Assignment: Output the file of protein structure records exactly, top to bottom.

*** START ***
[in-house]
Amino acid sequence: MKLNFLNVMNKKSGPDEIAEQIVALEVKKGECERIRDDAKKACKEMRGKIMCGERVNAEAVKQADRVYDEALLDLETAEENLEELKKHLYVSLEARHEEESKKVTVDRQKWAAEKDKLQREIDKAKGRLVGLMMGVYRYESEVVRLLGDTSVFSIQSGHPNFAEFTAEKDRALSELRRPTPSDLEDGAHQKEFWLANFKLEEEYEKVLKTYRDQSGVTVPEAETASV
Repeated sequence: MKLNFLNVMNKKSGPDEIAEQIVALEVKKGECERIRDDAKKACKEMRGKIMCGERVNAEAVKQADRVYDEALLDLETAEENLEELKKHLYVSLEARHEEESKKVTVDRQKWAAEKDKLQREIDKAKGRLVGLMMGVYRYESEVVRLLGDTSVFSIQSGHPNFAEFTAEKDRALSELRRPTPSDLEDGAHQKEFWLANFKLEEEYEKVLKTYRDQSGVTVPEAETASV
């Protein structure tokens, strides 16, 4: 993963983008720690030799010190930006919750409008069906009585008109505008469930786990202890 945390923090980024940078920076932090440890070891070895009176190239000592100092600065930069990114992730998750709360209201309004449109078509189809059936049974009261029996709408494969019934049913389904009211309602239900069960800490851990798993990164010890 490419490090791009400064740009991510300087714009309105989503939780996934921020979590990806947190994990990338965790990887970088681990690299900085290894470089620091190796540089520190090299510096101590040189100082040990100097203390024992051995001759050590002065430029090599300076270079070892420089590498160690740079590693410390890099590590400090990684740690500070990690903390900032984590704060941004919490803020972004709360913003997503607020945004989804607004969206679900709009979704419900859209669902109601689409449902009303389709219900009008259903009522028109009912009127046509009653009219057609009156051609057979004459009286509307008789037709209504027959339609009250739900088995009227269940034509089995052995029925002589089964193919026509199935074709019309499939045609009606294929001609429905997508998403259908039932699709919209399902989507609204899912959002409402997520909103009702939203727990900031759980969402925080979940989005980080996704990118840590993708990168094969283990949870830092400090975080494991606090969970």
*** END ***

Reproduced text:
[in-house]
Amino acid sequence: MKLNFLNVMNKKSGPDEIAEQIVALEVKKGECERIRDDAKKACKEMRGKIMCGERVNAEAVKQADRVYDEALLDLETAEENLEELKKHLYVSLEARHEEESKKVTVDRQKWAAEKDKLQREIDKAKGRLVGLMMGVYRYESEVVRLLGDTSVFSIQSGHPNFAEFTAEKDRALSELRRPTPSDLEDGAHQKEFWLANFKLEEEYEKVLKTYRDQSGVTVPEAETASV
Repeated sequence: MKLNFLNVMNKKSGPDEIAEQIVALEVKKGECERIRDDAKKACKEMRGKIMCGERVNAEAVKQADRVYDEALLDLETAEENLEELKKHLYVSLEARHEEESKKVTVDRQKWAAEKDKLQREIDKAKGRLVGLMMGVYRYESEVVRLLGDTSVFSIQSGHPNFAEFTAEKDRALSELRRPTPSDLEDGAHQKEFWLANFKLEEEYEKVLKTYRDQSGVTVPEAETASV
């Protein structure tokens, strides 16, 4: 993963983008720690030799010190930006919750409008069906009585008109505008469930786990202890 945390923090980024940078920076932090440890070891070895009176190239000592100092600065930069990114992730998750709360209201309004449109078509189809059936049974009261029996709408494969019934049913389904009211309602239900069960800490851990798993990164010890 490419490090791009400064740009991510300087714009309105989503939780996934921020979590990806947190994990990338965790990887970088681990690299900085290894470089620091190796540089520190090299510096101590040189100082040990100097203390024992051995001759050590002065430029090599300076270079070892420089590498160690740079590693410390890099590590400090990684740690500070990690903390900032984590704060941004919490803020972004709360913003997503607020945004989804607004969206679900709009979704419900859209669902109601689409449902009303389709219900009008259903009522028109009912009127046509009653009219057609009156051609057979004459009286509307008789037709209504027959339609009250739900088995009227269940034509089995052995029925002589089964193919026509199935074709019309499939045609009606294929001609429905997508998403259908039932699709919209399902989507609204899912959002409402997520909103009702939203727990900031759980969402925080979940989005980080996704990118840590993708990168094969283990949870830092400090975080494991606090969970």